Newly elected Cricket West Indies President Ricky Skerritt is under no illusions about the pace at which he will be able to effect change. But is that what he should be worried about? Might there not be other, more pressing concerns that should give him pause?
If Garth Wattley is to be believed, the answer is an emphatic yes. The former CWI director needs to be ever mindful, says he, that people within CWI and without don’t change their ugly habits.
Here is what the Express Sports Editor had to say in his A Different Spin column in Wednesday’s edition of his paper:
“The same persons who set up Cameron,” he writes, “will likely be sitting in the boardroom with Skerritt and Dr Shallow over the next two years, planning the ‘way forward’ for Windies’ (sic) cricket. So if as they say, leopards don’t change their spots, then why should anyone doubt that the intrigue that eventually brought about Dave Cameron’s downfall, won’t (sic) get in the way of Skerritt’s efforts to do the right thing.”
The thinking is even sloppier than the punctuation. Where is the evidence that Cameron was ‘set up’? Whatever happened to ‘voted out’—and, in my view, deservedly so?
Where is the evidence that Cameron was making ‘efforts to do the right thing’, assuming, of course, that the right thing is not making himself into the executive president of a public good?
Why do off-the-table agreements not get styled ‘intrigue’ when Cameron is re-elected but qualify for the pejorative substantive when he gets his ass licked—in quite another sense?
“With a secret ballot in effect, it was easy for the treachery (…) to take place, the knife being plunged into Cameron’s back in the dark of night,” Wattley continues.
Treachery, Mr Wattley? My impression was that the voting representatives were in the meeting to select the candidate(s) best qualified, in the judgement of their boards, to do the job of leading the organisation for the next two years. Clearly I was wrong.
“These men came with a mandate from their boards and associations, we were led to believe.”
Led to believe by whom? Who was it who said publicly that his side had six votes and could not lose? Methinks, Mr Wattley, that it was not Ricky Skerritt.
And how dare you assert, Mr Wattley, without adducing so much as a shred of evidence, that the votes cast were not, as you implicitly conclude, in accordance with the mandate from the respective boards?
The delegates voted as they saw fit and not as each had been instructed to do by his board? Really, Mr Wattley? And all hell has not yet broken loose?
The truth is that I might have been willing to forgive Mr Wattley all those peccadilloes; in my view, however, his conclusion crossed the line.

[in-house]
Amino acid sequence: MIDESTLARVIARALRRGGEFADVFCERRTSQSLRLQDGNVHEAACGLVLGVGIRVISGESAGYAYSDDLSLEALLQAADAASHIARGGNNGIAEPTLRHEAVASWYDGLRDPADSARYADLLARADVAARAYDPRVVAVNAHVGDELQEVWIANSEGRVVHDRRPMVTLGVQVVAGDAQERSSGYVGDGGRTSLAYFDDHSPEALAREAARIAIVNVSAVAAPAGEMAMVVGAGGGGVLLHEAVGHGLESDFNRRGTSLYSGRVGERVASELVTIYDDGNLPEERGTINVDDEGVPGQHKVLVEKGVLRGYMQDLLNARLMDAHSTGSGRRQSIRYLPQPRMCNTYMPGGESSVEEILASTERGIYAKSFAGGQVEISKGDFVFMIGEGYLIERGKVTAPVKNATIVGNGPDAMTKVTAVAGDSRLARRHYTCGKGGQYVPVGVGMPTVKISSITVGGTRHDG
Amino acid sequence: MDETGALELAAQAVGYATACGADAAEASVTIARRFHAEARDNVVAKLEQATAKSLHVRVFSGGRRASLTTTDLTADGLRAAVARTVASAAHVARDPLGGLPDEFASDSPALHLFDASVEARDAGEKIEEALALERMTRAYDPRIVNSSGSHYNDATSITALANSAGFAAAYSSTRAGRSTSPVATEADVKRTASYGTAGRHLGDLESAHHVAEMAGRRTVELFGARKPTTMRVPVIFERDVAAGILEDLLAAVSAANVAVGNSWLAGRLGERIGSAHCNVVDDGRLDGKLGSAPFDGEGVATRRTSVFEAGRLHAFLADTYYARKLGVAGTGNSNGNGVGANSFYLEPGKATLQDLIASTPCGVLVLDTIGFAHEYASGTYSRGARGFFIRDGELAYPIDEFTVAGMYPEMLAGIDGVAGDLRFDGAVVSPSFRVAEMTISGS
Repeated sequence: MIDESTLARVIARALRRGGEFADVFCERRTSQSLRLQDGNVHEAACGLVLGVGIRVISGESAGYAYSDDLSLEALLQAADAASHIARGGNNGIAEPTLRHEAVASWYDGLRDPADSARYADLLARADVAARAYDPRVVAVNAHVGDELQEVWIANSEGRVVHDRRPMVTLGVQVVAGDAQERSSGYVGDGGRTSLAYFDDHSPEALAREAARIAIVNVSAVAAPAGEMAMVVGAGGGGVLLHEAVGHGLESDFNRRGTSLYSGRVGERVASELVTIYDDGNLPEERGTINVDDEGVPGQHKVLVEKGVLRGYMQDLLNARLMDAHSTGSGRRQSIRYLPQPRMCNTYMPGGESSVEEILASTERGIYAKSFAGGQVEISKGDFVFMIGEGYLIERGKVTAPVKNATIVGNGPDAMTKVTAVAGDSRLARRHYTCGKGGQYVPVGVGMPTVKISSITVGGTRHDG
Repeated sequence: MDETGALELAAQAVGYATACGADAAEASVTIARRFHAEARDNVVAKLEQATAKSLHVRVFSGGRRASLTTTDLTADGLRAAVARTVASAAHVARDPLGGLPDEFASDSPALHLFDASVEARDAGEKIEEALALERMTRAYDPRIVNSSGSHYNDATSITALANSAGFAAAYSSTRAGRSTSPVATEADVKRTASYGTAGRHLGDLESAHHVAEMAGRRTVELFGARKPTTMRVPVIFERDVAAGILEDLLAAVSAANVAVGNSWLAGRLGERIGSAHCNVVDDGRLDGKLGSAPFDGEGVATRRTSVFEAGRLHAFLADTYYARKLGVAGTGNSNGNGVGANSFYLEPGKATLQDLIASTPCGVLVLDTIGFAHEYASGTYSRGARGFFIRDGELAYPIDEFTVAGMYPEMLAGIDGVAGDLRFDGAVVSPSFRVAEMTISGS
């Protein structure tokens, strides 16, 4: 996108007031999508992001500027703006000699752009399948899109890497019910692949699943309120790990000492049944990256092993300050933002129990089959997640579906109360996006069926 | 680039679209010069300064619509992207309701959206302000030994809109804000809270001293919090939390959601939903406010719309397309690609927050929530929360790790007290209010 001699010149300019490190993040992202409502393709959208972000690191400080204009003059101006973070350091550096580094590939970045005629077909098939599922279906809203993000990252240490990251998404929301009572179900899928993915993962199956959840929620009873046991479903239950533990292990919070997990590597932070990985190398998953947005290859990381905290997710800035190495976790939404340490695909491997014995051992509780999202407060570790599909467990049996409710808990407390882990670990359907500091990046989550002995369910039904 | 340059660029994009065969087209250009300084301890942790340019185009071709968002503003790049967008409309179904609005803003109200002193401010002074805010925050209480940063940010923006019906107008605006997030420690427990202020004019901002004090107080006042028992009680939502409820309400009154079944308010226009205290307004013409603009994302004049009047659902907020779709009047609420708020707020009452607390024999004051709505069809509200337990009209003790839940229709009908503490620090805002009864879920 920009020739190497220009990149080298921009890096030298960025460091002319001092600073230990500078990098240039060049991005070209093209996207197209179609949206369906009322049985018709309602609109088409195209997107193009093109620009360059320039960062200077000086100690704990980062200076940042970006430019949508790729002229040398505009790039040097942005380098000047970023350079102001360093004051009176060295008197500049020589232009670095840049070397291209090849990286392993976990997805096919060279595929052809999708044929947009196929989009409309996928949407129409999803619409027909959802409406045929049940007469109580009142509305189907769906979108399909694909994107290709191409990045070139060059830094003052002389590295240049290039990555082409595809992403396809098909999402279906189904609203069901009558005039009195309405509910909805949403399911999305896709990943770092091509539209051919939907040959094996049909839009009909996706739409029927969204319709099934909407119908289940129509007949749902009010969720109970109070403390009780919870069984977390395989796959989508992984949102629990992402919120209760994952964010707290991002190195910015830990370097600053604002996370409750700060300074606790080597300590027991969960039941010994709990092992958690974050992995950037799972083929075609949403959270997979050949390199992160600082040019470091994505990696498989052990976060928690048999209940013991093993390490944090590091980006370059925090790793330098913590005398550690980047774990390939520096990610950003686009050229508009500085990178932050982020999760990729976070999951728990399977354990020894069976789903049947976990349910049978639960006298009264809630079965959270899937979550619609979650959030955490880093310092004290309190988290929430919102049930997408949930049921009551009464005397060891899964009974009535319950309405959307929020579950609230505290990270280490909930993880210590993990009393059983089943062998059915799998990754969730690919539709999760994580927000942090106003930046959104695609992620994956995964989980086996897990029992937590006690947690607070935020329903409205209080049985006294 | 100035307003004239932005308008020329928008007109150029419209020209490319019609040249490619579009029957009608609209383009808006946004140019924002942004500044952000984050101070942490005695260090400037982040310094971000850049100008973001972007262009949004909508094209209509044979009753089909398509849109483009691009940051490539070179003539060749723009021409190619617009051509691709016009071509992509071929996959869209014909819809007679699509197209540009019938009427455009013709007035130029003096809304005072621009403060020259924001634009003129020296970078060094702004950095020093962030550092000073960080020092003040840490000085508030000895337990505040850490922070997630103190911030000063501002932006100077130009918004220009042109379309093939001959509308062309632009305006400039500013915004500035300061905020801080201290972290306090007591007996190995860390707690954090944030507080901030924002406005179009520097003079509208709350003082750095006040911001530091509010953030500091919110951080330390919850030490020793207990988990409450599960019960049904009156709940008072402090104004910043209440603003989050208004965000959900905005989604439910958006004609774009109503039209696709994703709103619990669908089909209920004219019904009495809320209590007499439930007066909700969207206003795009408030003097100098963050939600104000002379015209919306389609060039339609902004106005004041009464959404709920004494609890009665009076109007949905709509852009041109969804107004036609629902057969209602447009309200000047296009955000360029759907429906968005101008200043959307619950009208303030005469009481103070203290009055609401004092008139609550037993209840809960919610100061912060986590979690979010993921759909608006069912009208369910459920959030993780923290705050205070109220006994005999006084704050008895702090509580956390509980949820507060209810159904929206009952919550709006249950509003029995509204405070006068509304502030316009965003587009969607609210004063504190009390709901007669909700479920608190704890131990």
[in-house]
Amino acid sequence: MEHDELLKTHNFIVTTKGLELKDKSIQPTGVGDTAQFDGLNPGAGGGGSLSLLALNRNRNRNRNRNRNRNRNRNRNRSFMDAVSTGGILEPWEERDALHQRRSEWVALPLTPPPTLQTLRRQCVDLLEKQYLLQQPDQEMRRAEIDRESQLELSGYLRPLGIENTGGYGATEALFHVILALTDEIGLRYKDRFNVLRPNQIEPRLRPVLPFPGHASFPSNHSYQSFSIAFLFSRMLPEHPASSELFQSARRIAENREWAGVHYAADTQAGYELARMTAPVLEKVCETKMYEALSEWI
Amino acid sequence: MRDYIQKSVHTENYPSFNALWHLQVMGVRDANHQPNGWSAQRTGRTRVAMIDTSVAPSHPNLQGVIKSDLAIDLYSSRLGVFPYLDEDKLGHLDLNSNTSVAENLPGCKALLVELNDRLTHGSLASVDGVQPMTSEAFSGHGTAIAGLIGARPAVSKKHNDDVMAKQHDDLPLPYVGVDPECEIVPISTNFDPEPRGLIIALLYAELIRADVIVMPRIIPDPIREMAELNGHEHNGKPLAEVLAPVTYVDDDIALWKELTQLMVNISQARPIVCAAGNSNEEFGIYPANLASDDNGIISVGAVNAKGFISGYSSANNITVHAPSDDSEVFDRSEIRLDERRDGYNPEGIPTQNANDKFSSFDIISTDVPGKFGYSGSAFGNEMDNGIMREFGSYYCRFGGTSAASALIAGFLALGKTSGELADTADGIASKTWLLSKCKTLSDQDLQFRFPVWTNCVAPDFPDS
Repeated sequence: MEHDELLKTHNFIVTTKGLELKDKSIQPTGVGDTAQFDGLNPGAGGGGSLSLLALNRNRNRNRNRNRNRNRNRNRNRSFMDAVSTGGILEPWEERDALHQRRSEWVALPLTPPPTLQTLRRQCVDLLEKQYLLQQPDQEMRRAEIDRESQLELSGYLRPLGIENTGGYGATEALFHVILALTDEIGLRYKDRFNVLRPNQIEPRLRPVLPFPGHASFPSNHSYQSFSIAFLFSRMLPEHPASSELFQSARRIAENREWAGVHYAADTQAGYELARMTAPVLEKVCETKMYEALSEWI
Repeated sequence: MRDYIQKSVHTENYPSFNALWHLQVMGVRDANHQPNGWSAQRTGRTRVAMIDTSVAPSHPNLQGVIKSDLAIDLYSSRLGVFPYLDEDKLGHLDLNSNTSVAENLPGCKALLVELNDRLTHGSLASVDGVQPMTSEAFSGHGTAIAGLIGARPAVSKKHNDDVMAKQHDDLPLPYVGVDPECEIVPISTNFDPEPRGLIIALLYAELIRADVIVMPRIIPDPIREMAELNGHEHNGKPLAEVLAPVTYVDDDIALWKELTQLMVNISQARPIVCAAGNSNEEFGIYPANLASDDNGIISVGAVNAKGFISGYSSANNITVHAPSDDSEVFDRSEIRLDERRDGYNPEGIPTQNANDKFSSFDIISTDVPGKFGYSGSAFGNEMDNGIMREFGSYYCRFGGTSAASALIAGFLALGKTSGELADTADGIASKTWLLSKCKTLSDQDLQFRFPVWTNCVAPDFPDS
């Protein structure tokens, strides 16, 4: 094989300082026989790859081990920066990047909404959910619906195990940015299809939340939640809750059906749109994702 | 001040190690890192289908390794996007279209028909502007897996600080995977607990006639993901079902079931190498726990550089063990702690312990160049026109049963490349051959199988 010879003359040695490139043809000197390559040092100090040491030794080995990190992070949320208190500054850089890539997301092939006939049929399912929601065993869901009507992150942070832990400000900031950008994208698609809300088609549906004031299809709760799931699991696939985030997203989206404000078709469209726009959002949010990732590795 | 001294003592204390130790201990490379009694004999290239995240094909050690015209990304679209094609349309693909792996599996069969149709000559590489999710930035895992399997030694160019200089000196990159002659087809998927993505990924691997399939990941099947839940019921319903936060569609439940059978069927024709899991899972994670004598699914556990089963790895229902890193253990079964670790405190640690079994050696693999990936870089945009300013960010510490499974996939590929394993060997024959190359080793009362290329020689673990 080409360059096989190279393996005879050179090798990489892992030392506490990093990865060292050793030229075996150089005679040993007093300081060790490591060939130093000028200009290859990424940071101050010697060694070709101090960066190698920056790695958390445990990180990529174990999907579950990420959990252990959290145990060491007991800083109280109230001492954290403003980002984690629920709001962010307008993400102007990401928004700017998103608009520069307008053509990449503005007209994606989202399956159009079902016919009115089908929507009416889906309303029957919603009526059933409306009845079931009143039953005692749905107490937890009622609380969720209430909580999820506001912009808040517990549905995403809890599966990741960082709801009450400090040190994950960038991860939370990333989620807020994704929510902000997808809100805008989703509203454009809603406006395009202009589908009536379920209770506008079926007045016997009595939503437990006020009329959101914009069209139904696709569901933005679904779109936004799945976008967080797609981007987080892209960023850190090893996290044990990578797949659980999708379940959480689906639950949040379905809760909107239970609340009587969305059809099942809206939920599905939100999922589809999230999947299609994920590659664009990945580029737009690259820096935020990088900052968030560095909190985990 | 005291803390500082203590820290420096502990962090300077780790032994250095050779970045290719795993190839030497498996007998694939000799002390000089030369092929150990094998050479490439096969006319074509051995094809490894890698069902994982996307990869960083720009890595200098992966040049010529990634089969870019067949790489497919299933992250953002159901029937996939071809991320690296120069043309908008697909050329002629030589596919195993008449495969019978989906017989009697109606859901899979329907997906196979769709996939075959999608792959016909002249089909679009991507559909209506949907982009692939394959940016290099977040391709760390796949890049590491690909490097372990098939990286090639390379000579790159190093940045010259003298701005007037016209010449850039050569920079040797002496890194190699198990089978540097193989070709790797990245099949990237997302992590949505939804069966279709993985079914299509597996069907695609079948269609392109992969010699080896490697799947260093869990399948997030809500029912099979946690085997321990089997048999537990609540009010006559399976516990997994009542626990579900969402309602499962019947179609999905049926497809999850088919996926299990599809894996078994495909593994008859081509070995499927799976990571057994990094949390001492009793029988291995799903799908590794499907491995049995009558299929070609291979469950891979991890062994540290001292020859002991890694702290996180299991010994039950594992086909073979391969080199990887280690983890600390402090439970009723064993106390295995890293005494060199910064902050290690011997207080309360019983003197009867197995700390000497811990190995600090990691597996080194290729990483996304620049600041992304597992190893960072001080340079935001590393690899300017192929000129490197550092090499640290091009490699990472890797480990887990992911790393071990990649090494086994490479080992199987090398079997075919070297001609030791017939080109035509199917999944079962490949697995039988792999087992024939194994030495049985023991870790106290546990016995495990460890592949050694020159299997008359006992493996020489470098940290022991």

“It would be a major victory both for him,” he writes of President Skerritt, “and the game if in 2021, the cricket fraternity finds him to be a man of his word.”
The implication is beneath contempt. Perhaps worse. That, however, is a matter for Ricky Skerritt.
And here is something else that belongs on Skerritt’s filled-to-overflowing plate. He has already told us that, under his stewardship, the changes they are a-coming.
So the burning question is this: Will the new brooms sweep clean? And this: How far-reaching are the ones the new pair at the helm are prepared to make?
Skerritt has so far stopped short of committing to implementation of the much ballyhooed Patterson Report. Or of the later Barriteau Report, which recommended the immediate dissolution of the regional umbrella body.
Under his leadership, he said, the CWI will “dust off the 2017 report, which is the most recent summary [of the Patterson and Barriteau reports and several others], and use it as a starting-point to see which of the governance changes (…) we can implement as quickly as possible.”
One such governance change promised by the newly elected leadership partnership during the campaign was a term limit of six years. Cameron’s tenure provides ample evidence of just how much damage can be done to the brand in that time span so, when he was still in charge, that seemed like an attractive proposition. And a necessary one.
But a great deal of successful burnishing of the brand can also take place in six years. And should the new partnership deliver on its promise, it is entirely possible that, in 2025, the West Indian fans will be clamouring for the Skerritt/Shallow tandem not to be put out to pasture. Not yet. At least, not definitively.
So I want to end by warning the good gentlemen now leading us that we shall hold them to their promise. But we also expect them to be so skilful in framing their proposed constitutional and governance changes that we aren’t left with no choice between Romulus and Remus running Rome and the rapacious barbarians/traders at the gate.
Rome, after all, was neither built nor re-built in a day. And, long though six years may seem, it just may not be time enough to complete the massive rebuilding job that lies ahead.
In the end, however, what will determine the enormousness of that task is the size of the two men newly elected to lead us back to cricket’s promised land.
And the fact, Mr Wattley, that the pair are more than likely to prove men of their word.